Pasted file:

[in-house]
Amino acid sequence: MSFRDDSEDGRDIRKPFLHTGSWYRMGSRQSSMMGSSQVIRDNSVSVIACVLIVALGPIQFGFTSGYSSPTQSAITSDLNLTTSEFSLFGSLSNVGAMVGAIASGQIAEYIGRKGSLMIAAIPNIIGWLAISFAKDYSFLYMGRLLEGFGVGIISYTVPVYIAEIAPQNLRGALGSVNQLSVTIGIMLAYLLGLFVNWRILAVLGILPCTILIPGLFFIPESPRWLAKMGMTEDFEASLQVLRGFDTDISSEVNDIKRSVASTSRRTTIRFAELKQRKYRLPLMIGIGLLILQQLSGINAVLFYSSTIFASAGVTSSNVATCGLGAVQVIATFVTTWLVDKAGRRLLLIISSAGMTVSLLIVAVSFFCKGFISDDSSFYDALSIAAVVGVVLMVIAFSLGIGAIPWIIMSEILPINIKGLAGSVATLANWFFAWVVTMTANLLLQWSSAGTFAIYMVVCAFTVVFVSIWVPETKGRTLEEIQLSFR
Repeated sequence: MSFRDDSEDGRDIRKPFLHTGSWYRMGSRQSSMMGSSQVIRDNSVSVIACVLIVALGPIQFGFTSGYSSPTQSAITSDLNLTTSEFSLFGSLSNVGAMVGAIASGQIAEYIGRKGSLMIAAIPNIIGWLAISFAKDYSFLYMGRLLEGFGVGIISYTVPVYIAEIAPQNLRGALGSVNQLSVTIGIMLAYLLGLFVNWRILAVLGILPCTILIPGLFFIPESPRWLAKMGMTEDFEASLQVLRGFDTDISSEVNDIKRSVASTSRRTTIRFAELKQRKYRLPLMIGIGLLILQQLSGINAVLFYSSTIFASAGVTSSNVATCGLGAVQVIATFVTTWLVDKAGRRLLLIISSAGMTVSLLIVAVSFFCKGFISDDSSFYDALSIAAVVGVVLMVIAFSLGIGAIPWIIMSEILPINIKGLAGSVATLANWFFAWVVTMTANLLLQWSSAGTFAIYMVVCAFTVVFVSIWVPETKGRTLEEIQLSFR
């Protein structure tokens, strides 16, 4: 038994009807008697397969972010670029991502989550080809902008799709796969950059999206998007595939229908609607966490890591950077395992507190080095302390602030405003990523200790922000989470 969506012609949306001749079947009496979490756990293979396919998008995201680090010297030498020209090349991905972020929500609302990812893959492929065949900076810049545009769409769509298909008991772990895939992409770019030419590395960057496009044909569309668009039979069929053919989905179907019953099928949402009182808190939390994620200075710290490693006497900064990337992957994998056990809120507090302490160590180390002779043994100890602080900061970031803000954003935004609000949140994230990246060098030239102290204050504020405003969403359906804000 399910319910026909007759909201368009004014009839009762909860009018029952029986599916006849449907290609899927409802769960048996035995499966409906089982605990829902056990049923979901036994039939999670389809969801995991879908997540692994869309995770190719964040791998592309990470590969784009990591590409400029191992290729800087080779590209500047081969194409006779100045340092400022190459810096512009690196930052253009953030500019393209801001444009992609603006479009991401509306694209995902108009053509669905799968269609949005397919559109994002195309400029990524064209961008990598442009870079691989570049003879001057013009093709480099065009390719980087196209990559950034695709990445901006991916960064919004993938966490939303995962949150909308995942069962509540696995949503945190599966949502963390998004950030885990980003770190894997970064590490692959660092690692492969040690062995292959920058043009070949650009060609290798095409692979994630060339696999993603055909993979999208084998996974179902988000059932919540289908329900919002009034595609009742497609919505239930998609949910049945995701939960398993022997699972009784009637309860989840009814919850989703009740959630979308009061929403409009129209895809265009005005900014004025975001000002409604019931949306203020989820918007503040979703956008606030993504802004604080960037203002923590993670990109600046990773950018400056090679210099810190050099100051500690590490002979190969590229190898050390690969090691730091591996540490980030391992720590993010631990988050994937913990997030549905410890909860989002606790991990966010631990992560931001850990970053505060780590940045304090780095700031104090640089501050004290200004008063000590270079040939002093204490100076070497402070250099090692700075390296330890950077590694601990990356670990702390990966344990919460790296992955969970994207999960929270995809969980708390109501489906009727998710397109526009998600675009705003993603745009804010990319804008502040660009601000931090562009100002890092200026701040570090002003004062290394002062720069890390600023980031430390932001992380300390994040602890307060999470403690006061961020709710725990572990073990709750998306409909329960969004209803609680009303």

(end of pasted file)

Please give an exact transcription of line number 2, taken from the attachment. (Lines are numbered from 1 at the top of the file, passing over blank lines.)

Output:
Amino acid sequence: MSFRDDSEDGRDIRKPFLHTGSWYRMGSRQSSMMGSSQVIRDNSVSVIACVLIVALGPIQFGFTSGYSSPTQSAITSDLNLTTSEFSLFGSLSNVGAMVGAIASGQIAEYIGRKGSLMIAAIPNIIGWLAISFAKDYSFLYMGRLLEGFGVGIISYTVPVYIAEIAPQNLRGALGSVNQLSVTIGIMLAYLLGLFVNWRILAVLGILPCTILIPGLFFIPESPRWLAKMGMTEDFEASLQVLRGFDTDISSEVNDIKRSVASTSRRTTIRFAELKQRKYRLPLMIGIGLLILQQLSGINAVLFYSSTIFASAGVTSSNVATCGLGAVQVIATFVTTWLVDKAGRRLLLIISSAGMTVSLLIVAVSFFCKGFISDDSSFYDALSIAAVVGVVLMVIAFSLGIGAIPWIIMSEILPINIKGLAGSVATLANWFFAWVVTMTANLLLQWSSAGTFAIYMVVCAFTVVFVSIWVPETKGRTLEEIQLSFR